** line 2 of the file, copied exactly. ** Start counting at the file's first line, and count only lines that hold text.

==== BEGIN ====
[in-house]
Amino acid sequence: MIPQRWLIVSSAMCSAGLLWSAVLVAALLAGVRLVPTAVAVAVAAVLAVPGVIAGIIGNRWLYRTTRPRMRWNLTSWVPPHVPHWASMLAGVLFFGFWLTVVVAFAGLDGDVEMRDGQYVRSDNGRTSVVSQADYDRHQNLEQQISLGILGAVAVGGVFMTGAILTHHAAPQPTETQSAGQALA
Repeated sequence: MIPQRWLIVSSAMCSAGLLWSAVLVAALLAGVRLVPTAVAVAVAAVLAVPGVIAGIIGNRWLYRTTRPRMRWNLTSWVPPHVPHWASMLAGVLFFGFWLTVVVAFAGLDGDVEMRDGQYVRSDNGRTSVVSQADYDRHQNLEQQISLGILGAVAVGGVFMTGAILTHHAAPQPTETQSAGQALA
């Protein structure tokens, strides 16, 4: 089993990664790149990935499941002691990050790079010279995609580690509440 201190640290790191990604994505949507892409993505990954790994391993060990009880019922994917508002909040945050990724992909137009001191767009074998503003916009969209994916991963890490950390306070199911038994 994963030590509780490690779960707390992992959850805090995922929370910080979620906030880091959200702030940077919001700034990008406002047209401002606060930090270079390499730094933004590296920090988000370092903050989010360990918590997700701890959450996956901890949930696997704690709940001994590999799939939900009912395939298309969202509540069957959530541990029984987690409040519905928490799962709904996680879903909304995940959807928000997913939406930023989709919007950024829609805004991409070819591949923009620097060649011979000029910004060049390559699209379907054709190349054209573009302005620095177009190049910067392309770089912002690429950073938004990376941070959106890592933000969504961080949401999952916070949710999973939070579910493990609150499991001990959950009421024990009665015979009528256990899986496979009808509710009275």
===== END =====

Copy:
Amino acid sequence: MIPQRWLIVSSAMCSAGLLWSAVLVAALLAGVRLVPTAVAVAVAAVLAVPGVIAGIIGNRWLYRTTRPRMRWNLTSWVPPHVPHWASMLAGVLFFGFWLTVVVAFAGLDGDVEMRDGQYVRSDNGRTSVVSQADYDRHQNLEQQISLGILGAVAVGGVFMTGAILTHHAAPQPTETQSAGQALA